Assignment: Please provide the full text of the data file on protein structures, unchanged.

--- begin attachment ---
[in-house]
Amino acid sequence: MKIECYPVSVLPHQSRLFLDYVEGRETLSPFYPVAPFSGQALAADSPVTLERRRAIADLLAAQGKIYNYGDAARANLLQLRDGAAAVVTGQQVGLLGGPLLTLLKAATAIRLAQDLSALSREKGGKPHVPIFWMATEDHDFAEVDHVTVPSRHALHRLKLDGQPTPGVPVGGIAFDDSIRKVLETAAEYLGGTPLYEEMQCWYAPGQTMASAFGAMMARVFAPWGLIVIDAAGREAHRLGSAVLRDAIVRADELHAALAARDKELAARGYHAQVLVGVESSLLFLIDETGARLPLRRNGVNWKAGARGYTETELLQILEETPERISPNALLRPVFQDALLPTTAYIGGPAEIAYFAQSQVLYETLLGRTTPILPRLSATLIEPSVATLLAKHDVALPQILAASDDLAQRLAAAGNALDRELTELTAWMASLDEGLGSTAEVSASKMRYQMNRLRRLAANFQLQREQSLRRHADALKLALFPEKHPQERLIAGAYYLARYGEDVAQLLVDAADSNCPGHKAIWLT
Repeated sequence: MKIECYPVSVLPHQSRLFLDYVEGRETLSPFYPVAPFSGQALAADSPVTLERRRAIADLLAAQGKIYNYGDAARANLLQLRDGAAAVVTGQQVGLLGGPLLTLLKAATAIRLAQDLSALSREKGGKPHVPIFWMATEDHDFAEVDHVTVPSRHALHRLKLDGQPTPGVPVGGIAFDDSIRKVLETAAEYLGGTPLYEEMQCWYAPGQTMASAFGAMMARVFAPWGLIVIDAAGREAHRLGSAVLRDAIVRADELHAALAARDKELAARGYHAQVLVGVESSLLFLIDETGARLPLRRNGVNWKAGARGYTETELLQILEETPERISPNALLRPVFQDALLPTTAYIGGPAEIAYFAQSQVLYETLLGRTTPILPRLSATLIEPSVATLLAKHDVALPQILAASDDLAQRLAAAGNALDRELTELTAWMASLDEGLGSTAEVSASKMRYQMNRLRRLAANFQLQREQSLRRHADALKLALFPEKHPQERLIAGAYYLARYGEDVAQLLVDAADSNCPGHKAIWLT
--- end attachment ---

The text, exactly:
[in-house]
Amino acid sequence: MKIECYPVSVLPHQSRLFLDYVEGRETLSPFYPVAPFSGQALAADSPVTLERRRAIADLLAAQGKIYNYGDAARANLLQLRDGAAAVVTGQQVGLLGGPLLTLLKAATAIRLAQDLSALSREKGGKPHVPIFWMATEDHDFAEVDHVTVPSRHALHRLKLDGQPTPGVPVGGIAFDDSIRKVLETAAEYLGGTPLYEEMQCWYAPGQTMASAFGAMMARVFAPWGLIVIDAAGREAHRLGSAVLRDAIVRADELHAALAARDKELAARGYHAQVLVGVESSLLFLIDETGARLPLRRNGVNWKAGARGYTETELLQILEETPERISPNALLRPVFQDALLPTTAYIGGPAEIAYFAQSQVLYETLLGRTTPILPRLSATLIEPSVATLLAKHDVALPQILAASDDLAQRLAAAGNALDRELTELTAWMASLDEGLGSTAEVSASKMRYQMNRLRRLAANFQLQREQSLRRHADALKLALFPEKHPQERLIAGAYYLARYGEDVAQLLVDAADSNCPGHKAIWLT
Repeated sequence: MKIECYPVSVLPHQSRLFLDYVEGRETLSPFYPVAPFSGQALAADSPVTLERRRAIADLLAAQGKIYNYGDAARANLLQLRDGAAAVVTGQQVGLLGGPLLTLLKAATAIRLAQDLSALSREKGGKPHVPIFWMATEDHDFAEVDHVTVPSRHALHRLKLDGQPTPGVPVGGIAFDDSIRKVLETAAEYLGGTPLYEEMQCWYAPGQTMASAFGAMMARVFAPWGLIVIDAAGREAHRLGSAVLRDAIVRADELHAALAARDKELAARGYHAQVLVGVESSLLFLIDETGARLPLRRNGVNWKAGARGYTETELLQILEETPERISPNALLRPVFQDALLPTTAYIGGPAEIAYFAQSQVLYETLLGRTTPILPRLSATLIEPSVATLLAKHDVALPQILAASDDLAQRLAAAGNALDRELTELTAWMASLDEGLGSTAEVSASKMRYQMNRLRRLAANFQLQREQSLRRHADALKLALFPEKHPQERLIAGAYYLARYGEDVAQLLVDAADSNCPGHKAIWLT